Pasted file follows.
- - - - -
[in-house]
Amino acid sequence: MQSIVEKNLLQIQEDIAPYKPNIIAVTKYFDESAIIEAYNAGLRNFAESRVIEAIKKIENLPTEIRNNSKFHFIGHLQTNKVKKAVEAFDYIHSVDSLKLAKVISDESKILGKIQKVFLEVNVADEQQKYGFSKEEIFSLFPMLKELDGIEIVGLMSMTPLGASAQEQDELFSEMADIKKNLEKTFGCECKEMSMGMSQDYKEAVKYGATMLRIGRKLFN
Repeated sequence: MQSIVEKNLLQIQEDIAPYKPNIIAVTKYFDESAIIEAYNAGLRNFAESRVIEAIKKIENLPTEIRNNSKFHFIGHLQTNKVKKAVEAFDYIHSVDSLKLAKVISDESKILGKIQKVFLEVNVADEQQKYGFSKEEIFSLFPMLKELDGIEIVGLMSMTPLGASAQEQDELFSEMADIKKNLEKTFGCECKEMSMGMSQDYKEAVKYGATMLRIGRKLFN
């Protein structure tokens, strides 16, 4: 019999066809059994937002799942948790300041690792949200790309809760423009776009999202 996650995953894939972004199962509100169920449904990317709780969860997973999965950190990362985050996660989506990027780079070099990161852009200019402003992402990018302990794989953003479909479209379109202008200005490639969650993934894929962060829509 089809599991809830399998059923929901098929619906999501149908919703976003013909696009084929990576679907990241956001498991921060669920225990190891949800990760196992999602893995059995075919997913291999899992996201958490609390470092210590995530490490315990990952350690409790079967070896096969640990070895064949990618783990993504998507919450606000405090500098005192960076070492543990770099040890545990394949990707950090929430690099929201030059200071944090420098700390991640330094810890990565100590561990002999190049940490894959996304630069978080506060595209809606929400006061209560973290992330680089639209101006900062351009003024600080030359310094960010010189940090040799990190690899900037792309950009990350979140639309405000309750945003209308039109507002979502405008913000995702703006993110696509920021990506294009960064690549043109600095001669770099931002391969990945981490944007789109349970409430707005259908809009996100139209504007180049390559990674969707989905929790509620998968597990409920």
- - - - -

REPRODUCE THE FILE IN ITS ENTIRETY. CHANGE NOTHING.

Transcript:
[in-house]
Amino acid sequence: MQSIVEKNLLQIQEDIAPYKPNIIAVTKYFDESAIIEAYNAGLRNFAESRVIEAIKKIENLPTEIRNNSKFHFIGHLQTNKVKKAVEAFDYIHSVDSLKLAKVISDESKILGKIQKVFLEVNVADEQQKYGFSKEEIFSLFPMLKELDGIEIVGLMSMTPLGASAQEQDELFSEMADIKKNLEKTFGCECKEMSMGMSQDYKEAVKYGATMLRIGRKLFN
Repeated sequence: MQSIVEKNLLQIQEDIAPYKPNIIAVTKYFDESAIIEAYNAGLRNFAESRVIEAIKKIENLPTEIRNNSKFHFIGHLQTNKVKKAVEAFDYIHSVDSLKLAKVISDESKILGKIQKVFLEVNVADEQQKYGFSKEEIFSLFPMLKELDGIEIVGLMSMTPLGASAQEQDELFSEMADIKKNLEKTFGCECKEMSMGMSQDYKEAVKYGATMLRIGRKLFN
């Protein structure tokens, strides 16, 4: 019999066809059994937002799942948790300041690792949200790309809760423009776009999202 996650995953894939972004199962509100169920449904990317709780969860997973999965950190990362985050996660989506990027780079070099990161852009200019402003992402990018302990794989953003479909479209379109202008200005490639969650993934894929962060829509 089809599991809830399998059923929901098929619906999501149908919703976003013909696009084929990576679907990241956001498991921060669920225990190891949800990760196992999602893995059995075919997913291999899992996201958490609390470092210590995530490490315990990952350690409790079967070896096969640990070895064949990618783990993504998507919450606000405090500098005192960076070492543990770099040890545990394949990707950090929430690099929201030059200071944090420098700390991640330094810890990565100590561990002999190049940490894959996304630069978080506060595209809606929400006061209560973290992330680089639209101006900062351009003024600080030359310094960010010189940090040799990190690899900037792309950009990350979140639309405000309750945003209308039109507002979502405008913000995702703006993110696509920021990506294009960064690549043109600095001669770099931002391969990945981490944007789109349970409430707005259908809009996100139209504007180049390559990674969707989905929790509620998968597990409920």